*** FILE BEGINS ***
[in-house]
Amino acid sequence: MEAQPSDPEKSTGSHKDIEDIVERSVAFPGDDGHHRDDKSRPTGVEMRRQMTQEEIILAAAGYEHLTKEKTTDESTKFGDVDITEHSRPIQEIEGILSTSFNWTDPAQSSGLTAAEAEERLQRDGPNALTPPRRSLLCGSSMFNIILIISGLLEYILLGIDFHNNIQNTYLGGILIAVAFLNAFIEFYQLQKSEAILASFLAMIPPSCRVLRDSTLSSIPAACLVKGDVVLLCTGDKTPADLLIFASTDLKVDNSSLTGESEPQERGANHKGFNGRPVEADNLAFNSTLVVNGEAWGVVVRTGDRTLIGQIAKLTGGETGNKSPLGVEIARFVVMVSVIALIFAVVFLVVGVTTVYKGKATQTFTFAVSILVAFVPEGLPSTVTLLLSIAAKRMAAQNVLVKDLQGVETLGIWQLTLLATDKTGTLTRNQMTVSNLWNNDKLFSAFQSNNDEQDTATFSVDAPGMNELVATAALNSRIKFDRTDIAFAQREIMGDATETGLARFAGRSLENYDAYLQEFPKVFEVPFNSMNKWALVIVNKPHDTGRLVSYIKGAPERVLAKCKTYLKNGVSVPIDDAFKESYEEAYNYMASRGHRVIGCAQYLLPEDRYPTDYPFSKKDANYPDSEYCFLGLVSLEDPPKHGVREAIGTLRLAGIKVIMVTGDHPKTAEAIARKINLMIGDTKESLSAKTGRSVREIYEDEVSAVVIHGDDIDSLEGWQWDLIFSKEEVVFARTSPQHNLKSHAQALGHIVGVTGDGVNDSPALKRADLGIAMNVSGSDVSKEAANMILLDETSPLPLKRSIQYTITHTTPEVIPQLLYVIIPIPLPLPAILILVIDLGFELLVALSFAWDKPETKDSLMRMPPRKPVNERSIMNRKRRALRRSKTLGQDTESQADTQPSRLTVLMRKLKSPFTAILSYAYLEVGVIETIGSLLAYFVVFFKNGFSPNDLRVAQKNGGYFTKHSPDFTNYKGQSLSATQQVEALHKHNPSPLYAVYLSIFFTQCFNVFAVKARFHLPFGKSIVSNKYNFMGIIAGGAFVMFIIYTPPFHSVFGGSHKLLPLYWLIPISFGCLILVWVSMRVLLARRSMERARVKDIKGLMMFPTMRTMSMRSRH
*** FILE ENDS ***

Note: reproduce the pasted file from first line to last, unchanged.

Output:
[in-house]
Amino acid sequence: MEAQPSDPEKSTGSHKDIEDIVERSVAFPGDDGHHRDDKSRPTGVEMRRQMTQEEIILAAAGYEHLTKEKTTDESTKFGDVDITEHSRPIQEIEGILSTSFNWTDPAQSSGLTAAEAEERLQRDGPNALTPPRRSLLCGSSMFNIILIISGLLEYILLGIDFHNNIQNTYLGGILIAVAFLNAFIEFYQLQKSEAILASFLAMIPPSCRVLRDSTLSSIPAACLVKGDVVLLCTGDKTPADLLIFASTDLKVDNSSLTGESEPQERGANHKGFNGRPVEADNLAFNSTLVVNGEAWGVVVRTGDRTLIGQIAKLTGGETGNKSPLGVEIARFVVMVSVIALIFAVVFLVVGVTTVYKGKATQTFTFAVSILVAFVPEGLPSTVTLLLSIAAKRMAAQNVLVKDLQGVETLGIWQLTLLATDKTGTLTRNQMTVSNLWNNDKLFSAFQSNNDEQDTATFSVDAPGMNELVATAALNSRIKFDRTDIAFAQREIMGDATETGLARFAGRSLENYDAYLQEFPKVFEVPFNSMNKWALVIVNKPHDTGRLVSYIKGAPERVLAKCKTYLKNGVSVPIDDAFKESYEEAYNYMASRGHRVIGCAQYLLPEDRYPTDYPFSKKDANYPDSEYCFLGLVSLEDPPKHGVREAIGTLRLAGIKVIMVTGDHPKTAEAIARKINLMIGDTKESLSAKTGRSVREIYEDEVSAVVIHGDDIDSLEGWQWDLIFSKEEVVFARTSPQHNLKSHAQALGHIVGVTGDGVNDSPALKRADLGIAMNVSGSDVSKEAANMILLDETSPLPLKRSIQYTITHTTPEVIPQLLYVIIPIPLPLPAILILVIDLGFELLVALSFAWDKPETKDSLMRMPPRKPVNERSIMNRKRRALRRSKTLGQDTESQADTQPSRLTVLMRKLKSPFTAILSYAYLEVGVIETIGSLLAYFVVFFKNGFSPNDLRVAQKNGGYFTKHSPDFTNYKGQSLSATQQVEALHKHNPSPLYAVYLSIFFTQCFNVFAVKARFHLPFGKSIVSNKYNFMGIIAGGAFVMFIIYTPPFHSVFGGSHKLLPLYWLIPISFGCLILVWVSMRVLLARRSMERARVKDIKGLMMFPTMRTMSMRSRH